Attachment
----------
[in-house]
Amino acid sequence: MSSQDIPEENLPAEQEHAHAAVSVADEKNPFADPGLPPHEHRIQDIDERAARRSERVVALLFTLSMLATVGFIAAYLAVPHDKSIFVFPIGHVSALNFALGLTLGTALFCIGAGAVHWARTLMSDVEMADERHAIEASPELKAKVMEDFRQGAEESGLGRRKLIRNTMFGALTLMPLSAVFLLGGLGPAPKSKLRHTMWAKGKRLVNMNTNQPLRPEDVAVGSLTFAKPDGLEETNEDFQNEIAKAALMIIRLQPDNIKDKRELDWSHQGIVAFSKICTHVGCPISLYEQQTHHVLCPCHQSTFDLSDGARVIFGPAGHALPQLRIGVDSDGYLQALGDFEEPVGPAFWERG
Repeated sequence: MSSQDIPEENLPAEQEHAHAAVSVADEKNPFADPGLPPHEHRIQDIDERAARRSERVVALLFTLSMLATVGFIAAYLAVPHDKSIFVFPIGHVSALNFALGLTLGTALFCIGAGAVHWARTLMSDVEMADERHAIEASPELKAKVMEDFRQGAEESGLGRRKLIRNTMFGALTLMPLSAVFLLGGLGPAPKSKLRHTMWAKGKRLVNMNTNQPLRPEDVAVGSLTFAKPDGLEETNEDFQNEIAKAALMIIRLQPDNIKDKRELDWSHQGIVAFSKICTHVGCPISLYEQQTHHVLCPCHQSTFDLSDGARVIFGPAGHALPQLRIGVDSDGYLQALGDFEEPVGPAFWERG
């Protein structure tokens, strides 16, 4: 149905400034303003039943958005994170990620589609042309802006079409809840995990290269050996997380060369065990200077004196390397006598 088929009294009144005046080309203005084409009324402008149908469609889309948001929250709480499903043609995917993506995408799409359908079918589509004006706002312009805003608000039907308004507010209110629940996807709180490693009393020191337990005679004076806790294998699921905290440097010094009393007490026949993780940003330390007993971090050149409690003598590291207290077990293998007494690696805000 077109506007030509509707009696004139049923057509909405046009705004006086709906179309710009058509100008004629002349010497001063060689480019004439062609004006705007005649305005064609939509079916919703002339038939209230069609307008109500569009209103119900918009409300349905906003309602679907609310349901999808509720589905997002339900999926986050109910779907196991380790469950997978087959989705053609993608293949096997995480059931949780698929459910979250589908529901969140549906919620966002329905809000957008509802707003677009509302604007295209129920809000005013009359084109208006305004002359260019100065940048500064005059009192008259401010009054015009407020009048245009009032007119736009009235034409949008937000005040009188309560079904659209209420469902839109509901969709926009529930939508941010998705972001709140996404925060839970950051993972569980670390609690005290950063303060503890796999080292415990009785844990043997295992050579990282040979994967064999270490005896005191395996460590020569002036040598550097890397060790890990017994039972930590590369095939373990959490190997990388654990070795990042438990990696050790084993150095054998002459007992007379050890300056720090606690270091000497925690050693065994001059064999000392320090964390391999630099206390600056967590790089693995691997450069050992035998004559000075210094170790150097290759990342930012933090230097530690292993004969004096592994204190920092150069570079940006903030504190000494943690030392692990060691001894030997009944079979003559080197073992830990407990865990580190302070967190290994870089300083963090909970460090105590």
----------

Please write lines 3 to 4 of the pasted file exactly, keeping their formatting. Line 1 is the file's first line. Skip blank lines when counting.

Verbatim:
Repeated sequence: MSSQDIPEENLPAEQEHAHAAVSVADEKNPFADPGLPPHEHRIQDIDERAARRSERVVALLFTLSMLATVGFIAAYLAVPHDKSIFVFPIGHVSALNFALGLTLGTALFCIGAGAVHWARTLMSDVEMADERHAIEASPELKAKVMEDFRQGAEESGLGRRKLIRNTMFGALTLMPLSAVFLLGGLGPAPKSKLRHTMWAKGKRLVNMNTNQPLRPEDVAVGSLTFAKPDGLEETNEDFQNEIAKAALMIIRLQPDNIKDKRELDWSHQGIVAFSKICTHVGCPISLYEQQTHHVLCPCHQSTFDLSDGARVIFGPAGHALPQLRIGVDSDGYLQALGDFEEPVGPAFWERG
């Protein structure tokens, strides 16, 4: 149905400034303003039943958005994170990620589609042309802006079409809840995990290269050996997380060369065990200077004196390397006598 088929009294009144005046080309203005084409009324402008149908469609889309948001929250709480499903043609995917993506995408799409359908079918589509004006706002312009805003608000039907308004507010209110629940996807709180490693009393020191337990005679004076806790294998699921905290440097010094009393007490026949993780940003330390007993971090050149409690003598590291207290077990293998007494690696805000 077109506007030509509707009696004139049923057509909405046009705004006086709906179309710009058509100008004629002349010497001063060689480019004439062609004006705007005649305005064609939509079916919703002339038939209230069609307008109500569009209103119900918009409300349905906003309602679907609310349901999808509720589905997002339900999926986050109910779907196991380790469950997978087959989705053609993608293949096997995480059931949780698929459910979250589908529901969140549906919620966002329905809000957008509802707003677009509302604007295209129920809000005013009359084109208006305004002359260019100065940048500064005059009192008259401010009054015009407020009048245009009032007119736009009235034409949008937000005040009188309560079904659209209420469902839109509901969709926009529930939508941010998705972001709140996404925060839970950051993972569980670390609690005290950063303060503890796999080292415990009785844990043997295992050579990282040979994967064999270490005896005191395996460590020569002036040598550097890397060790890990017994039972930590590369095939373990959490190997990388654990070795990042438990990696050790084993150095054998002459007992007379050890300056720090606690270091000497925690050693065994001059064999000392320090964390391999630099206390600056967590790089693995691997450069050992035998004559000075210094170790150097290759990342930012933090230097530690292993004969004096592994204190920092150069570079940006903030504190000494943690030392692990060691001894030997009944079979003559080197073992830990407990865990580190302070967190290994870089300083963090909970460090105590």